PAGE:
Saturday, March 27, 2010

Rome Versus Spartacus

In the words of Monty Python: “And now for something different.”

Rome versus Spartacus: Blood and sand

Not the historical Rome versus Spartacus duel, ultimately won by Rome, but of Spartacus we know little.

HBO had a hit a few years ago with their two year series Rome, centered in history.

Starz is currently showing the series, Spartacus, based on Hollywood fiction. It claims a hit, based on a viewership of 1.1 million, roughly equal to Fox News, and greater than MSNBC or CNN. Spartacus versus Glenn Beck would be a smack-down worth watching.

Rome was a solid, well acted, carefully plotted script with character development. Nudity and Sex were present, but played a peripheral role in the episodes. Sex was often an element of statecraft. The acting though was by sallow British actors with British accents, the low-lives with Cockney accents. Dark complexioned Italians were scarce in the series.

One exception was the British-Indian actress, Indira Varma, a graduate of the Royal Academy of Dramatic Arts, who played Niobe, a peasant princess from a Roman clan. Her first major role was that of the confused, libidinous servant Maya in The Kama Sutra. Go figure!

Rome gave us historical figures: Julius Caesar, Octavian, Mark Anthony, Cleopatra, Brutus, Pompey, Cato, Cicero, Lepidus. Spartacus gives us Spartacus.

Spartacus though has no plot or character development. Historical accuracy cannot be assured because history tells us little about Spartacus, except that he was probably a Thracian, owned by Batiatus, and though he died in his final battle, his body was never found.

Most of what we know about him comes from Kirk Douglas’ 1960 portrayal in the movie Spartacus.

This series starts with the statement that Spartacus is a “Historical Portrayal of Ancient Roman Society.” It says nothing about the accuracy of Spartacus.

The acting in this production consists of beefcake gladiators in loincloths fighting with wooden swords, full frontal nudity, copious sex (but below the standards of Cinemax), sallow New Zealand actors with British derived accents, and a plethora of blondes. The gladiators could come from Muscle Beach or the Chippendales, New Zealand branch.

The gladiators in the arena fight to the death, illustrated by computer animated decapitations. Rome needed no special effects. Realism in Spartacus comes through choreography and the Foley Stage.

One of the stars is Lucy Lawless, formerly of Xena: Warrior Princess. Her husband is a producer of this series set in the Roman colony of New Zealand. Rome conquered much of Britain, but certainly never colonized New Zealand. The Brits did though.

Great actors and actresses can assume any role. Thus, we have Xena uttering these immortal words:

“Return to his cell now.
I expect his cock in you
Or a sword tomorrow.”

Lucy, who was embarrassed by a nipple showing during a singing of the National Anthem at an Anaheim Mighty Ducks - Detroit Red Wings hockey match in 1997, has no similar embarrassment showing a lot more and screwing a gladiator, while watching slaves service her husband. Beefcake attracts the patricians in Spartacus while cougars seek young boys, perhaps anticipating the depravity of Caligula a half century later.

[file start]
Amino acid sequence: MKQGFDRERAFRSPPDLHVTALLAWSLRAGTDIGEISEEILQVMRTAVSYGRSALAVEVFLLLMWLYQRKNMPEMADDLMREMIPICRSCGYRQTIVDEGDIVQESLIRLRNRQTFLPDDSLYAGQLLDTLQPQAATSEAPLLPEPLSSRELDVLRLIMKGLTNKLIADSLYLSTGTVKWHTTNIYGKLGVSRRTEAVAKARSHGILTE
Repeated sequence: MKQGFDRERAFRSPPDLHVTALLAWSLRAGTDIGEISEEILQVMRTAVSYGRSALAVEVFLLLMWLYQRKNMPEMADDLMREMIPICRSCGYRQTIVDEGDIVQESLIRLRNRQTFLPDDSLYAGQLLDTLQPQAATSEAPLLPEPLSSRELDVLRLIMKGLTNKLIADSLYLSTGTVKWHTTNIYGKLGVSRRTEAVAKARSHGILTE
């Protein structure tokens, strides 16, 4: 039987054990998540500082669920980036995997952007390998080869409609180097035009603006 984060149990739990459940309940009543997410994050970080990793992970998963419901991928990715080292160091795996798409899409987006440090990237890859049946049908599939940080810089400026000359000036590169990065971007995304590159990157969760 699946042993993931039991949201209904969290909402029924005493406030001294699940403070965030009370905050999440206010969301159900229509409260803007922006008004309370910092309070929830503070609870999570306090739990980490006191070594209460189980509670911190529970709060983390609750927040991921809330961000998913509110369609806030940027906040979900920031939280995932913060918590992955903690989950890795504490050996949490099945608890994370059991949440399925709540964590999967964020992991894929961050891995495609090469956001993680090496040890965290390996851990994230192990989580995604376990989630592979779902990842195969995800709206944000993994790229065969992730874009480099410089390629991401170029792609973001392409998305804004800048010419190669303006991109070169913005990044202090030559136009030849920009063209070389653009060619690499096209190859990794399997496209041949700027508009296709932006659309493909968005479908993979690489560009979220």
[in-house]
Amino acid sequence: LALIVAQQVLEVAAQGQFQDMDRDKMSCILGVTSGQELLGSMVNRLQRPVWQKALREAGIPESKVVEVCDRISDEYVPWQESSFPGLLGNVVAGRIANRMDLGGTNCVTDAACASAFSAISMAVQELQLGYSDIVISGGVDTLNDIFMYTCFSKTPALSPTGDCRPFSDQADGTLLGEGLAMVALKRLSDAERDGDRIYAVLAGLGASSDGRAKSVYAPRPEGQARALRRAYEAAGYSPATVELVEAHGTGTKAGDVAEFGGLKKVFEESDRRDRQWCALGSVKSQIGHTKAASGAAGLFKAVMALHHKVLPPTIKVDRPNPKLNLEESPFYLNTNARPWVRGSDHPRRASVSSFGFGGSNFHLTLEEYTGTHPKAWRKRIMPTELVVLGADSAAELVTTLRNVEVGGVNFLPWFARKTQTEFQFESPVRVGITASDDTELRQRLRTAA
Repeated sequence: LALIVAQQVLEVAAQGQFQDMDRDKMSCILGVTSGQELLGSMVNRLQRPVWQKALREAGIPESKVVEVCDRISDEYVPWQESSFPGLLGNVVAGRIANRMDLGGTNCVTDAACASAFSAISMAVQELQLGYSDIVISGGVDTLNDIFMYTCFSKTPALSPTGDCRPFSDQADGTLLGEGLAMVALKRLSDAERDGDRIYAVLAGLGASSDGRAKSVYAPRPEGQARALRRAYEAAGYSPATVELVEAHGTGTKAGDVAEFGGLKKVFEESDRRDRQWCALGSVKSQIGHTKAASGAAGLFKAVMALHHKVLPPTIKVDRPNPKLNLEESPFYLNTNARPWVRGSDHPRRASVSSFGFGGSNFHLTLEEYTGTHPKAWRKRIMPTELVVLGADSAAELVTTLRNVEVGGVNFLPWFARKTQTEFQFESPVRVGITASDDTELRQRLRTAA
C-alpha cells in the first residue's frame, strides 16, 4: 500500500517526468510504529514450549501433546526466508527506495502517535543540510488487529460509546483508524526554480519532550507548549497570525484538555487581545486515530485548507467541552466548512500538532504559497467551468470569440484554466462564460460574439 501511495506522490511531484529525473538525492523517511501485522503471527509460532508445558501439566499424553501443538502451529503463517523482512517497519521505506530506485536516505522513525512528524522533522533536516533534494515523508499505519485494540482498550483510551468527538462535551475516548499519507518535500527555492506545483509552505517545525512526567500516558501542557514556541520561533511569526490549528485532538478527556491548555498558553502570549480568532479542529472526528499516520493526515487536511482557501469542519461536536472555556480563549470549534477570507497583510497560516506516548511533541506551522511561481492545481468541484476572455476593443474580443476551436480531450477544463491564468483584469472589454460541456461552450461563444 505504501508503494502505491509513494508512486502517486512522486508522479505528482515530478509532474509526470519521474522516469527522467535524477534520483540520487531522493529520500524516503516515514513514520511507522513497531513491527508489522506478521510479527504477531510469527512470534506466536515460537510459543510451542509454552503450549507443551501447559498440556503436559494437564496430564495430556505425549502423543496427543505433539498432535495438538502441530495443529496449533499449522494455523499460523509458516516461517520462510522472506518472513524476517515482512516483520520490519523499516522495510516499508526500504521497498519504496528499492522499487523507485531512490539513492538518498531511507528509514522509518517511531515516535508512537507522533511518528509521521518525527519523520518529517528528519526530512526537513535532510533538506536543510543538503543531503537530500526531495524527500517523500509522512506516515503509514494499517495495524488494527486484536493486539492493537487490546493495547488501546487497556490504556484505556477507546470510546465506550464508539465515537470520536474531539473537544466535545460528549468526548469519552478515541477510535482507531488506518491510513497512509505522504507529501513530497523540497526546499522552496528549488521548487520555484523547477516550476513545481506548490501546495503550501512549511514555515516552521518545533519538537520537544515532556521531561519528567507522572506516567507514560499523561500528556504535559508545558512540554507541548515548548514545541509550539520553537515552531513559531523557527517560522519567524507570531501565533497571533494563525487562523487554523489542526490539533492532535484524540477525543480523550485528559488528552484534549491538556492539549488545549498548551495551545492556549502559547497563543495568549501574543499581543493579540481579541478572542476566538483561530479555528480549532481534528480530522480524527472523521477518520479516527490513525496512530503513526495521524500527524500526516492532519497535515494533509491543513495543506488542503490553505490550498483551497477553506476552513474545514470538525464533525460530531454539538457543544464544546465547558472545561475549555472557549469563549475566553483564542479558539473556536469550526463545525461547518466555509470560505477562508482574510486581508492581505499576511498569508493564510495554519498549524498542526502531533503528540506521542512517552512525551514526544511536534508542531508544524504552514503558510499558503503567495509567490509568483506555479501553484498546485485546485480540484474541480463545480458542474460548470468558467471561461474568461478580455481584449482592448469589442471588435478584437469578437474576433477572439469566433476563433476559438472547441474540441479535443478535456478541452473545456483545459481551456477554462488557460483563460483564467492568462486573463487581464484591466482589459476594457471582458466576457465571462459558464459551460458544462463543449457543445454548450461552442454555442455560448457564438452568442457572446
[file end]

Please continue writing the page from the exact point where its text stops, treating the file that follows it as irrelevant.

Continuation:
Kirk Douglas, the real Spartacus, never resorted to total skin in his movies.

Neither did his contemporaries, Charlton Heston, or Victor Mature, although Burt Lancaster sometimes did. Their success was based on skill.

Both Rome and Spartacus are similar in that wives and mistresses often have short life expectancies.

Rome was canceled after two years because of the high cost of production. Spartacus may outlast Rome because of the meager $2 million per episode cost of filming in New Zealand.

Rome might not get to defeat Spartacus this time. Andy Whitfield, who plays Spartacus has been diagnosed with non-Hodgkins lymphoma; production is in hiatus, not to be confused with Hades.

Thursday, March 25, 2010

The State of Political Discourse: 2010 Health Care Reform Bill

Representative Al Grayson:

The Republican Health Care Plan
1. Don’t get sick
2. If you do get sick
3. Die quickly

Senator Al Franken
“Shut up and listen to me”

Speaker Nancy Pelosi
“But we have to pass the bill so that you can find out what is in it”

Representative Alcee Hastings
“There ain’t no rules here, we’re trying to accomplish something … ...All this talk about rules … When the deal goes down … we make‘em up as we go along.”

Congressman Hastings was a federal judge for 10 years until he was impeached and removed from office in 1989 for corruption and perjury, becoming the first impeached judge to serve in Congress.

Representative John Conyers
“I love these members, they get up and say, ‘Read the bill’ … What good is reading the bill if it’s a thousand pages and you don’t have two days and two lawyers to find out what it means after you read the bill?”

Q: What part of the Constitution do you think gives Congress the authority mandate individuals to purchase health insurance?

A: “Under several clauses, the good and welfare clause and a couple of others….”